“Paper or plastic? Neither, say William McDonough and Michael Braungart. Why settle for the least harmful alternative when we could have something that is better–say, edible grocery bags! In Cradle to Cradle, the authors present a manifesto calling for a new industrial revolution, one that would render both traditional manufacturing and traditional environmentalism obsolete.”

  6. I think baby steps are better than taking no steps. It may not make a difference today but your impact and great example to your children will make a difference in the future.

    Be proud of the efforts you are making.

  7. Since coming out the other side of ppd and no longer have that to catastrophize over, the environment has become my tormentor.

    Like you, I worry over every little thing I do and buy. I feel guilty for driving a minivan and want to way downsize out mode of transportaion. Living in the country does nothing to help me eliminate the use for my car at all. I think about moving to a city again, downsizing our home and stuff and living more simple. It is all very appealing to me.

    I have no answers for you Amber, but if you get any good ones, let me know!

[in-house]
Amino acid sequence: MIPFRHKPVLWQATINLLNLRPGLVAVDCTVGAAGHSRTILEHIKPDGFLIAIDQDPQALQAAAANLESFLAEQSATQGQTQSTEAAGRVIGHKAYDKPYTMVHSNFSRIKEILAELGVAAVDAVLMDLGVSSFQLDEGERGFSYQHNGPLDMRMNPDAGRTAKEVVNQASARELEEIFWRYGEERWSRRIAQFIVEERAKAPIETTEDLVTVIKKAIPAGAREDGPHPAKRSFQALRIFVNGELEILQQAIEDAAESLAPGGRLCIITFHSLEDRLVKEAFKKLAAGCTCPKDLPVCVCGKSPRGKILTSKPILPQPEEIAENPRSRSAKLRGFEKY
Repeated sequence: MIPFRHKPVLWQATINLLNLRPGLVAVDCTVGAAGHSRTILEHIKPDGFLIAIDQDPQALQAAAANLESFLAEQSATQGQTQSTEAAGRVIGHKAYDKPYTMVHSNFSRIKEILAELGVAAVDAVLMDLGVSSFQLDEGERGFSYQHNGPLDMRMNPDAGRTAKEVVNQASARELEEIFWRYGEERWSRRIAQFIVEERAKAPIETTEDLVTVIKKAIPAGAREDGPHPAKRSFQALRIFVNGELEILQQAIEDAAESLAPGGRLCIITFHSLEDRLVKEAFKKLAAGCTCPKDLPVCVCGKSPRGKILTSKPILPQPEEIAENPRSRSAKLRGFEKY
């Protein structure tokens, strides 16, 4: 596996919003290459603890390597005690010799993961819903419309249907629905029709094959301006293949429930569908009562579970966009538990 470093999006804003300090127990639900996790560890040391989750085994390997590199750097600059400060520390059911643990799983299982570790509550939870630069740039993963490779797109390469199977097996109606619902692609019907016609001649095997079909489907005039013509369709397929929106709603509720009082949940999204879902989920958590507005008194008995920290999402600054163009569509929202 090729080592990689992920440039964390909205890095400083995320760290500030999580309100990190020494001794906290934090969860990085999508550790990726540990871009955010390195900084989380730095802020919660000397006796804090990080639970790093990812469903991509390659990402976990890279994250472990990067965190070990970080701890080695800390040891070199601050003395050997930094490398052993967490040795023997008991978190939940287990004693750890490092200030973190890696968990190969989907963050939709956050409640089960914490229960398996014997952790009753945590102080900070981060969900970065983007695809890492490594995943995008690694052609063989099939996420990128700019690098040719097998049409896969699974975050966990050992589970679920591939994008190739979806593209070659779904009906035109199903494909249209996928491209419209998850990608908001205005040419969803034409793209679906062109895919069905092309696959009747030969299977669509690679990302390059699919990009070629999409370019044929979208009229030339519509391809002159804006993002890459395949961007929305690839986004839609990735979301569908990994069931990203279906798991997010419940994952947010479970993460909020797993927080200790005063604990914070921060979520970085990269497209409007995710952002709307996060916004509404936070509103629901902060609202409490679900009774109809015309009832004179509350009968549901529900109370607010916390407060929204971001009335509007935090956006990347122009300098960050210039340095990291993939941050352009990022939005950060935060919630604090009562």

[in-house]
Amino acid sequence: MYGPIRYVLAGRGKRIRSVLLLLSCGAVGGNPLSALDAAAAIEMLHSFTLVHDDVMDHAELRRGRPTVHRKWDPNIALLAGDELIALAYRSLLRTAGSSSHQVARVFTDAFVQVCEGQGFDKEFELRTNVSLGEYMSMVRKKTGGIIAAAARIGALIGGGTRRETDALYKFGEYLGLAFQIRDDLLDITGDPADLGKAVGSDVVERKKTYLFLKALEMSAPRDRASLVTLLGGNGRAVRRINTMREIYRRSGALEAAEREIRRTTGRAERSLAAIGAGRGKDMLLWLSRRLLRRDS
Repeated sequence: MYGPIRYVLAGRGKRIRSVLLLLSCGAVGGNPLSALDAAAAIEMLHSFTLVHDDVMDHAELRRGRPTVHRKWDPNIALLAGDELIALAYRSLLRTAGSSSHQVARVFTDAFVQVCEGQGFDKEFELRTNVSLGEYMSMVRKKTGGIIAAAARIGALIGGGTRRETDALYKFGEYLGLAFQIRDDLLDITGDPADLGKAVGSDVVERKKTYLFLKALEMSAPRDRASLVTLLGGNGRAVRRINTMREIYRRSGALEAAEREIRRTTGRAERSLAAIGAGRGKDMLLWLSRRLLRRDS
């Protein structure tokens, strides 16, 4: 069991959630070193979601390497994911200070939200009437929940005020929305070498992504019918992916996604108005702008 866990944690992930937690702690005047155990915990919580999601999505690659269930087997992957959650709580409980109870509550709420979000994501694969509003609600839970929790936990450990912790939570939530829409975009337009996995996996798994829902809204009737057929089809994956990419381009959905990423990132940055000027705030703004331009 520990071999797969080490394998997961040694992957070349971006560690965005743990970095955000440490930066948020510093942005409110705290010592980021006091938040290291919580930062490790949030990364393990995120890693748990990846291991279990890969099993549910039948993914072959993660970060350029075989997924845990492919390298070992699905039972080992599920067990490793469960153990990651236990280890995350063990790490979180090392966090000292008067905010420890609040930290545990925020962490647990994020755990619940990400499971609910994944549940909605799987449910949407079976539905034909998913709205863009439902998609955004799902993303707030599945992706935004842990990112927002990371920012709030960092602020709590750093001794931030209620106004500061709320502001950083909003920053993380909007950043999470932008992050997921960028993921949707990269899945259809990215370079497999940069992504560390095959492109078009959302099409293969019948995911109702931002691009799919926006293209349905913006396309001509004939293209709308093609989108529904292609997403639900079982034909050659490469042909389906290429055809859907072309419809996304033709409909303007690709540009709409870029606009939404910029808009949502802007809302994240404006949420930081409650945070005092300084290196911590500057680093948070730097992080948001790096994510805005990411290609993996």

8. The sad truth is that we’re past the tipping point. Everything we do now only delays the unavoidable end.

    Don’t believe me? Answer this question; if every living person on the planet lived within the smallest carbon footprint possible, how many people could Earth sustain?

    We’re already way past maximum capacity.

    Here’s something else to consider. Densification is being promoted as a solution to addressing climate change, but when natural disasters start occurring on a regular basis and resources become more scarce people with access to land and the potential to grow crops have a better chance of survival because tehy can get food. The problem is that land is in the sprawling ‘burbs; the nemesis of densification.

  9. oh, and the oil industry is not as bad as everyone makes it out to be. After all, they’re recycling dinosaurs 🙂

    (a weak attempt at a little levity)

  10. I feel like you some days too, but then I decide that what I am doing is better than doing nothing at all. And the more we all start supporting environmental change, the sooner our governments will start acting on our behalf.

  11. I think every little helps..but the consumerist society that we currently live in needs to go..and really..that should NOT be that hard.

    Big Box stores and mass imports of cheap goods really only came into force over the last 30 years.

    Seriously..we all functioned before Dollar Stores and Wal Mart

    Our parents managed. We lived without all the junk that clutters our homes.

    Maybe we need to be like the UK and have tiny fridges and shop small and local.

    We have gotten very lazy and very used to cheap goods…that has to change.